Fast fashion giant Shein is exploring becoming an online marketplace | Bot To News


SINGAPORE—Shein, one of the world’s largest online fashion retailers, is exploring moving beyond its conventional business of selling private label clothing to a marketplace platform that will allow other retailers to sell directly to customers, according to a note to investments consulted by The Wall. Street newspaper.

The fast-growing company, now based in Singapore, is also diversifying its supply chain away from China, where Shein was founded. It began manufacturing in Turkey in mid-summer and leased and operated warehouses in Poland to store goods and ship to customers in Western Europe, the memo said.

The company’s supply chain is largely based in southern China’s Guangdong province, the country’s main manufacturing hub where it has a network of more than 3,000 suppliers.

“The marketplace platform offers a variety of additional merchandise and shipping options, which we expect will result in greater customer engagement and satisfaction,” the note said.

Shein has grown rapidly and become one of the world’s leading online retailers based on a business model that offers a wide variety of clothing at very low prices, following fast-changing fashion trends. Valued at more than $100 billion and backed by big investors like Sequoia Capital China and General Atlantic, the company is on track to generate $24 billion in revenue this year.

Creating a marketplace would put Shein in more direct competition with e-commerce giants like Alibaba Group Holding Ltd.

the AliExpress and Amazon.com international shopping site Inc.,

at a time when global retailers are seeing slow growth amid economic uncertainty and consumer spending is weakening in some markets.

Shein did not immediately respond to a request for comment.

Shein, founded in Nanjing, China’s Jiangsu province in 2012, moved to its new global headquarters at the Marina Bay Financial Center in Singapore in February 2021. Since then, its headcount has grown from five to nearly 100, including senior executives holding international and regional positions. papers, the note said.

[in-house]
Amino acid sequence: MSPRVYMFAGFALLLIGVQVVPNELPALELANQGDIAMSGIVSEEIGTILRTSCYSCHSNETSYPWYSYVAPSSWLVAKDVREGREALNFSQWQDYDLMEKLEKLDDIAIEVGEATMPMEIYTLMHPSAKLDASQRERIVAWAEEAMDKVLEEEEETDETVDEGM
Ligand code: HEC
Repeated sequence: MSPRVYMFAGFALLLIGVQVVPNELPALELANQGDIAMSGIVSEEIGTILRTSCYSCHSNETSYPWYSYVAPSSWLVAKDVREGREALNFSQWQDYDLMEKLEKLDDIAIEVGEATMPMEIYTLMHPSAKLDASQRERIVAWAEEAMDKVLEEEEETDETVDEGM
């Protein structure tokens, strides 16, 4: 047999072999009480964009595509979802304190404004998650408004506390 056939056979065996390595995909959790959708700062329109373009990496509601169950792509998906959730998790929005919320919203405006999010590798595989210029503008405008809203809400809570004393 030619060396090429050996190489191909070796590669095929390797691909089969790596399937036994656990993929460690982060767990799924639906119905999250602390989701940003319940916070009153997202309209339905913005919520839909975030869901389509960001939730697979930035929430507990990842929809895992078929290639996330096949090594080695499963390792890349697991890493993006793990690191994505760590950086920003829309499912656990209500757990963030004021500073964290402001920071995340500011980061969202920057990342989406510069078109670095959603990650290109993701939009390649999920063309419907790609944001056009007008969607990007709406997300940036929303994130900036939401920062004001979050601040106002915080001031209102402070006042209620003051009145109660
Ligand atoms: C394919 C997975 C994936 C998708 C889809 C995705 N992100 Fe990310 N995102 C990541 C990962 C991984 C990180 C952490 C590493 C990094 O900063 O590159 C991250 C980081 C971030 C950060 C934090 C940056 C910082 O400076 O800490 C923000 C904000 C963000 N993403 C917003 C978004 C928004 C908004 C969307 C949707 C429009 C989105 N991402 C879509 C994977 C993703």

Shein sells and ships products to more than 150 countries.


Photo:

yuichi yamazaki/Agence France-Presse/Getty Images

Shein currently sells and ships to more than 150 countries and carries more expensive clothing such as evening dresses as well as homewares. It has become a major rival to European fast fashion giants such as Inditex SA’s Zara and H&M Hennes & Mauritz AB, which sell clothes and accessories in stores and online. Shein differentiated itself from its competitors with an “on-demand” manufacturing model that uses proprietary software to track production in real-time and measure customer preferences and demand using algorithms that incorporate sales, in-app browsing behavior and other data.

Given its heavy reliance on Chinese suppliers, Shein has also faced increasing questions in the US.

A new U.S. rule called the Uyghur Forced Labor Prevention Act went into effect this year that allows U.S. customs officials to seize shipments of any goods made in Xinjiang unless companies can demonstrate that their supply chains are not contaminated with forced labor.

In its note, the company told investors that Shein does not have any suppliers located in the Xinjiang region and that it is the company’s policy not to work with any of the entities identified in the act’s Entity List. The company regularly checks that its suppliers meet the requirements, he said. China denied the forced labor and repression of the Uyghurs.

Write to Keith Zhai at keith.zhai@wsj.com

Copyright © 2022 Dow Jones & Company, Inc. All rights reserved. 87990cbe856818d5eddac44c7b1cdeb8



Source link